Newman went on to say that she plans to continue “to hold him accountable” going forward and will seek to knock him out of office in 2020 — a strong sign she’ll run again. Some Newman allies including Rep. Luis Gutierrez (D-IL) have suggested to TPM that might happen if she lost a close race on Tuesday.

Her statement came after Newman cancelled a planned Wednesday press conference.

Lipinski, one of the House’s most conservative Democrats and a co-chairman of the Blue Dog Coalition, won a close race Tuesday night by a 51 percent to 49 percent margin. But with some votes still outstanding late in the evening Newman refused to concede, telling her supporters she “would like Lipinski to have a very painful evening” so she’d hold off until the next day.

Newman lost in spite of big support from an array of national Democratic groups furious at Lipinski for his anti-abortion stances, vote against Obamacare, and previous opposition to the DREAM Act and gay marriage. That coalition was spearheaded by NARAL Pro-Choice America and backed by Human Rights Campaign, SEIU, MoveOn, Planned Parenthood Action Fund, and EMILY’s List. They spent $1.6 million on her behalf, largely fueling her campaign. But it wasn’t quite enough to beat Lipinski and the still-powerful Chicago Democratic machine.

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Rep. Dan Lipinski (D-IL) appears to have survived a hard-fought primary, beating back progressive challenger Marie Newman and an array of national liberal groups to hang on to his seat.

Lipinski, one of the most conservative Democrats in Congress, led Newman by a narrow margin of 51 percent to 49 percent with 97 percent of precincts counted. The Associated Press called the race shortly before 1:30 a.m. EST.

Lipinski wasn’t ready to celebrate when he took the stage Tuesday night.

“I am careful. I am an engineer,” he told supporters as he clung to a slim lead with some votes still being tabulated.

Newman, meanwhile, wasn’t in any mood to concede.

I would like Lipinski to have a very painful evening,” she declared. “So we’re gonna wait.”

But as the night wore on, Lipinski’s slim lead continued to hold, and he was up by 1,600 votes when the AP called the race.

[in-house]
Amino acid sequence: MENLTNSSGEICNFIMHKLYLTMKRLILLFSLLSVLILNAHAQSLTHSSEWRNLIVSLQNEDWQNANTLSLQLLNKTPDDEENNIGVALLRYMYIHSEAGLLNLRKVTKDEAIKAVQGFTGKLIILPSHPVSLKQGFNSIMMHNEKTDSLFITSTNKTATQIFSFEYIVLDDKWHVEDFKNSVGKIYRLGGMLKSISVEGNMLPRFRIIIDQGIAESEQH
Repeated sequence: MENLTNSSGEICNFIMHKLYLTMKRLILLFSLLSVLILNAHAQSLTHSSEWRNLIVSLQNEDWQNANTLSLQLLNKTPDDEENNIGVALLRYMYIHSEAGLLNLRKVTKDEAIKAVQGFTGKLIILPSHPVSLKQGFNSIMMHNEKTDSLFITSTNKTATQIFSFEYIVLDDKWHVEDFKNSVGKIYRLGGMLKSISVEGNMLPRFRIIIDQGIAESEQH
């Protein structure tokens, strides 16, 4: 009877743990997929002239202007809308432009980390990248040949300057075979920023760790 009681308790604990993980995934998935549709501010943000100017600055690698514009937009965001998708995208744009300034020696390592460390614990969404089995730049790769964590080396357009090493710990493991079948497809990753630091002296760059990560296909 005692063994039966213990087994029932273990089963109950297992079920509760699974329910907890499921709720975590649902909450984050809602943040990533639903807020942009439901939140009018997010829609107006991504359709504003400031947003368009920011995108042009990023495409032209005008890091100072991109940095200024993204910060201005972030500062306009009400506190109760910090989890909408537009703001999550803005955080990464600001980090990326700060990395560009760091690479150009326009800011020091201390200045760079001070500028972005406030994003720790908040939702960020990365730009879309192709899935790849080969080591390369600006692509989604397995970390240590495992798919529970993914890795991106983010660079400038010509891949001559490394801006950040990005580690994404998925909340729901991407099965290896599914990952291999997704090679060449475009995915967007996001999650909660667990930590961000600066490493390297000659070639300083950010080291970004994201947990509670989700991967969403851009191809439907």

Lipinski has bucked his party on a bevy of defining issues. He is the most vocal anti-abortion Democrat in Congress, has long opposed many gay rights issues, voted against Obamacare and, until recently, opposed the DREAM Act. A co-chairman of the fiscally conservative Democratic Blue Dog Caucus, he regularly voted against keeping House Minority Leader Nancy Pelosi (D-CA) as his party’s leader, and even refused to endorse President Obama in his 2012 reelection bid.

That record made him vulnerable to a challenge from the left, and a coalition of national groups who’ve long been furious about his socially conservative record in a safely Democratic district saw an opening in a year with white-hot liberal enthusiasm and decided to try to take him down. NARAL Pro-Choice America, EMILY’s List, The Human Rights Campaign, SEIU and combined to spend $1.6 million to boost Newman, who struggled with her own fundraising, most of that coming in the race’s final month.

She also got big-name endorsements from Sens. Kirsten Gillibrand (D-NY) and Bernie Sanders (I-VT), as well as local power-brokers Reps. Luis Gutierrez (D-IL) and Jan Schakowsky (D-IL).

But those late efforts weren’t quite enough to beat Lipinski and the Chicago Democratic machine in a district they drew to include as many like-minded, blue-collar white ethnic Democrats as possible in 2012 to avoid exactly this kind of primary challenge. Lipinski was handed the seat by his father, former Rep. Bill Lipinski (D-IL), when he retired in 2004, and maintains close ties with Illinois House Speaker Mike Madigan (D), the state’s longtime Democratic Party boss. Most of his margin of victory came from Chicago proper, where the old Democratic machine remains the strongest.

Lipinski had strong backing from local trade unions and the state AFL-CIO in the race, as well as the national centrist group No Labels, who helped organize a super-PAC funded by Chicago White Sox and Bulls owner Jerry Reinsdorf to spend heavily on his behalf. He also got a last-minute push from the anti-abortion Susan B. Anthony List, which sent canvassers to the district to help him get out the vote.

Newman allies have suggested she may seek a rematch in 2020 against the congressman, looking to build off the name ID she cultivated in this race. But for at least two more years, the Lipinski dynasty will live on.